• Normal with aging
                    • Primary Ciliary Dyskinesia

                      A disorder in which the "eyelash"like cells display "abnormal" "movement"; the "first/main" reason is a problem with the cell itself

                      • Primarius (Latin) - First
                      • Ciliaris (Latin) - Pertaining to Eyelashes, upper eyelid
                      • Arius (Latin) - Connected with
                      • Dys (Greek) - Bad, Ill, Abnormal, Evil
                      • Kinein (Greek) - Motion, to move
                    • Rare, autosomal recessive
                    • Respiratory tract, fallopian tube and sperm affected
                    • Individuals are infertile
                    • With Situs Inversus=Kartagener's Syndrome
                    • Proopiomelanocortin

                      POMC: precursor polypeptide protein that breaks into alphaMSH, ACTH, beta endorphin and enkephalin

                      • Pro (Greek) - Before, Forward
                      • Opia (Greek) - Eye, face
                      • Melas (Greek) - Dark, black, murky
                      • Cortex (Latin) - Bark of a Tree, Outer layer
                    • Obesity, adrenal insufficiency, red hair
                    • Procerus

                      A "slender" pyramidal shaped muscle deep in the face between the eyebrows

                    • Located deep to the superior orbital nerve, artery and vein
                    • Causes furrowing of brows
                    • Processus vaginalis

                      Embryonic "process" from peritoneum that forms testes in males; the remaining portion after closure forms a "sheath" around the testes

                      • Processus (Latin) - Process, progression, course
                      • Vagina (Latin) - Scabbard, sheath
                    • Hydrocele, hematocele, indirect inguinal hernia, testicular torsion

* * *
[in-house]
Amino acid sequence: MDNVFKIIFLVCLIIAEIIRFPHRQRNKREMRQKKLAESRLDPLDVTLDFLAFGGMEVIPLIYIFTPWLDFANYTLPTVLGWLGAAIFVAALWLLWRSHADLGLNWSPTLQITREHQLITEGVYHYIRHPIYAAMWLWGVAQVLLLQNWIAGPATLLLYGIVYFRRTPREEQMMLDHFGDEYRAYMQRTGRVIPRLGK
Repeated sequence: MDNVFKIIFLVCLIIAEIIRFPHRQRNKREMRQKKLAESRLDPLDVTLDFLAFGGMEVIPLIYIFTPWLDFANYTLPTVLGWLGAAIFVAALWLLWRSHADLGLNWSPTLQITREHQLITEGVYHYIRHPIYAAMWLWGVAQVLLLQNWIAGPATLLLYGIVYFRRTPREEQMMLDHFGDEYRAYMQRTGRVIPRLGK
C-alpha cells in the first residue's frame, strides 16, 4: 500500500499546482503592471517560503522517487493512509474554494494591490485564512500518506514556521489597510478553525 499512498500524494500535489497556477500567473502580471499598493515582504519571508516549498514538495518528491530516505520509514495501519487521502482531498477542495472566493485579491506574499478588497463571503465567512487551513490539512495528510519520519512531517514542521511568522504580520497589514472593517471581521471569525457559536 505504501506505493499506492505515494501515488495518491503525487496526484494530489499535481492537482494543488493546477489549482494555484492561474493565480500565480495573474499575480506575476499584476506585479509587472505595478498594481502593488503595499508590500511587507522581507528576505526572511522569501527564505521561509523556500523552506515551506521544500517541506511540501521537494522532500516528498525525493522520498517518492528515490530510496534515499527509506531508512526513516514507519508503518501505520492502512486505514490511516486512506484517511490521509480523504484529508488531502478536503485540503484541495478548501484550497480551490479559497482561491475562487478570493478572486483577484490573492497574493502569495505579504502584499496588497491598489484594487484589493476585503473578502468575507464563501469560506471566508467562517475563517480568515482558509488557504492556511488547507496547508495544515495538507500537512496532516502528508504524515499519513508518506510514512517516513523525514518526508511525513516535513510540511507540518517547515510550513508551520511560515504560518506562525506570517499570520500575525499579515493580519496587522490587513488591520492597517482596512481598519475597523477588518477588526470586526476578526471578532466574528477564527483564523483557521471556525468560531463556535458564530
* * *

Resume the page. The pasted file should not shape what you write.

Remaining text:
• Failure to close in females leads to Cal of Nuck
                    • Prokaryotes

                      Organisms who existed "before" having a bound "nucleus"

                      • Pro (Greek) - Before, Forward
                      • Karyon (Greek) - Kernel, nut
                    • Include bacteria: cocci, bacilli, spirochaete
                    • Proptosis

                      "Falling" "forward" of the eyeball

                      • Pro (Greek) - Before, Forward
                      • Piptein (Greek) - To fall
                    • Commonly seen in Graves Disease
                    • Can be seen in ErdheimChester Disease
                    • Prostatic plexus (nervous)

                      "Network" of nerves of the lower part of the pelvic plexus that are around the gland that "stands" 'before" the base of the bladder

                      • Pro (Greek) - Before, Forward
                      • Statos (Greek) - Standing, statiory
                      • Prostates (Greek) - Guard or protector, one standing in front, leader, ruler
                      • Plexus (Latin) - Braid, network
                    • Innervate the corpora cavernosa of the penis and urethra
                    • Pseudo pelgerhuet anomaly

                      A "deviation from what is standard" when the nucleus of a neutrophil has fewer segments than normal

                    • Differentiate from bandemia, susceptible to leukemias
                    • Pseudocyesis

                      A "false" "conception" or pregnancy.

                      • Pseudein (Greek) - To deceive, cheat by lies, fake
                      • Kuesis (Greek) - Conception
                    • A condition in which an animal or individual experiences the common symptoms of pregnancy without actually being pregnant
                    • Caused by changes in the endocrine system or hormone imbalances
                    • More common in animals than in humans
                    • Sometimes is purely psychological in nature
                    • Pseudomembrane

                      A "false" "skin or parchment" over an existing one.

                      • Pseudein (Greek) - To deceive, cheat by lies, fake
                      • Membrana (Greek) - A skin, parchment
                    • Sticky membrane formed by Diphtheria, caused by a toxin secreting bacteria, present on the tonsils, pharynx and/or sal cavity. Causes respiratory issues for patients
                    • Grey covering in back of throat
                    • Psoriatic arthiritis

                      "Inflammation" of "joints" associated with a disease of being "itchy".

                      • Psoriasis (Greek) - To be itchy
                      • Arthron (Greek) - Pertaining to the Joint
                      • Itis (Greek) - Inflammation, pertaining to disease
                    • HLAB27 association, Seronegative spondyloarthropathy
                    • Ptosis

                      A "falling away" of the upper eyelid.